In the 21st century, agriculture is on the brink of a technological revolution. Excessive food wastage has created a food shortage, which has spiked the demand for responsible food production. Furthermore, after the pandemic, the rise in food security and traceability demand is also crowning. But the innovations won’t come with the single efforts of an organization or a farmer – it needs global collaboration, a large-scale union of organizations and farmers with diverse skills, and conducive competencies. The agricultural revolution has been due for a long time, even more so after the pandemic. In 2021, the time is just right for a new, innovative transformation in agricultural functions.
Farming with the help of digital innovation is the new normal. Modern farmers may not have the most advanced farming machines, but they definitely have access to smartphones or computers. With the help of Agri-tech companies, farmers are now going for precision agriculture – a technology-based farming method that helps each farmer individually by offering them custom solutions based on their farms and crops. It can include a fleet of drones for crop imagery, crop simulation software, farm management software, and much more.
Developing countries like Kenya, Pakistan, Nigeria, to name a few, are implementing precision farming and helping small-scale farmers go digital. Due to its low cost of precision farming is assisting farmers to adopt it quickly. The above bar chart represents the exponential growth in the market exponential of precision farming; from 2014, the market has grown almost by two-folds.
There are many barriers to internet access and usage in low and middle-income countries, including poor network coverage, device affordability, and low digital literacy. As a result, despite recognizing that closing the digital gap will be essential to achieve the Sustainable Development Goals, 3.7 billion people, nearly half the world’s population, remain offline.
As governments prioritize internet access in their recovery stimulus packages, leaders from across sectors are calling for a rapid acceleration of efforts to extend meaningful connectivity and support models that can reach the last mile.
The World Bank has joined forces with the International Telecommunication Union, GSMA – the association of mobile networks and the World Economic Forum in a speedy action plan that brought together leaders in virtual roundtables to discuss what urgent measures were taken during the COVID-19 crisis and how effective they were for the long-term recovery.
Agricultural food chains are constantly being transformed with a wide range of cutting-edge technologies. Technology adoption has been the key to advancing the farms and the whole of the food supply chain. Technologies such as the internet, media, data analytics, to name a few, have been instrumental in changing the food chain.
For instance, automated farm machinery is transforming the farms, remote sensing and farm sensors enhance farm accuracy with precise farm monitoring, and traceability technologies are working favoring Agri-tech industries by offering reliable and trustworthy data to consumers. Thus, from farms to consumers, agricultural food chains are all set for a modern twist.
Digital technologies, in turn, could help facilitate trade in agricultural and food items by connecting private sector companies to new markets and creating new ways for the government to assure compliance with standards, as well as to facilitate faster and more efficient processes at the border, which are crucial for the transportation of perishable goods.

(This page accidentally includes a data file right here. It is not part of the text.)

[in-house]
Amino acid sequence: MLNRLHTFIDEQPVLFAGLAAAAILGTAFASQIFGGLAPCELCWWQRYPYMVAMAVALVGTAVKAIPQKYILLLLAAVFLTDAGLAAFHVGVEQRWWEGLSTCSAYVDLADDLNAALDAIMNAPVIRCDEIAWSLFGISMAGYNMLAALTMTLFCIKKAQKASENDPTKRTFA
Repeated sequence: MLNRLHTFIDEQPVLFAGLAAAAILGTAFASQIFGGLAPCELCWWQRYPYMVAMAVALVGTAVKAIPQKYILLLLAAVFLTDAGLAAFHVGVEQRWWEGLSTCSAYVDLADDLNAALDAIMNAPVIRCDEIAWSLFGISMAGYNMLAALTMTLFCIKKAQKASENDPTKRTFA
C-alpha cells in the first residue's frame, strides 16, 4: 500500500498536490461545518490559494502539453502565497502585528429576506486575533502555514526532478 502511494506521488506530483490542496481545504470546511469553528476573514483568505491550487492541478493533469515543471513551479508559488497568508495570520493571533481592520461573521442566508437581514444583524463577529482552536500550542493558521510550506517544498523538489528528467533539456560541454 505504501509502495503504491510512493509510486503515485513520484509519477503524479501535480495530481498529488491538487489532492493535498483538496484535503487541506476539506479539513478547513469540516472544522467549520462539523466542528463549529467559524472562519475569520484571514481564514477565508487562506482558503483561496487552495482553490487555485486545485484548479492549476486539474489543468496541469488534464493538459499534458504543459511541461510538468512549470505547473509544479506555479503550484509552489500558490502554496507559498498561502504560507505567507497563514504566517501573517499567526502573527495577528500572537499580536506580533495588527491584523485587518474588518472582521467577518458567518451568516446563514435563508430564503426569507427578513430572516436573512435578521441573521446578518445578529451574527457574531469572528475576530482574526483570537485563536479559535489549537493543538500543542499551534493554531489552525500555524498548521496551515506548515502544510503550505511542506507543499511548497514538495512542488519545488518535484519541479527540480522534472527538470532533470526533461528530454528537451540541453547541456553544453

Technology advancements can help the objective of building more robust, productive, and sustainable agriculture and food systems that can better satisfy the demands of consumers. These benefits are realized both directly through the use of technology by those involved in the industry (including suppliers of services) and indirectly through the use of technology by government officials to help implement more effective policies.
Collective actions of consumers and farmers are essential to accelerating social and transformative changes to food systems. What have we learned from strengthening capacity and empowering consumers, farmers, and women, youth, and farmers to make a significant change to the food system? We need to inspire entrepreneurs, producers, researchers, investors, and policymakers to think of new ways that support gender equality and provide opportunities for young people.
Also, we must help empower strategies for both men and women farmers in the field, such as taking part in collective actions, like farmers’ associations (FOs) or self-help groups. Women can also be empowered and boost their resilience by allowing them access to the necessary information, inputs, and resources needed to implement the climate-smart agricultural (CSA) techniques. This can also boost the capacity of women to make decisions with males in the community and household.
Policies and implementation must be guided by gender-disaggregated information and evidence of gender-based trade-offs, benefits, potentials, and weaknesses to empower women and ensure a gender-inclusive change in agriculture. Different business models must be tried using digital models to determine what is effective for women with low incomes and farmers at the beginning of their agriculture-related enterprises.
We must move beyond simply tracking the gender of men and women in projects to understand the gender-specific effects of our research. This means taking an intersectional approach, considering religious affiliation, race, ethnicity, age, and gender. Additionally, we should draw on existing international commitments and networks to move the gender-inclusive agenda from small to global scales.
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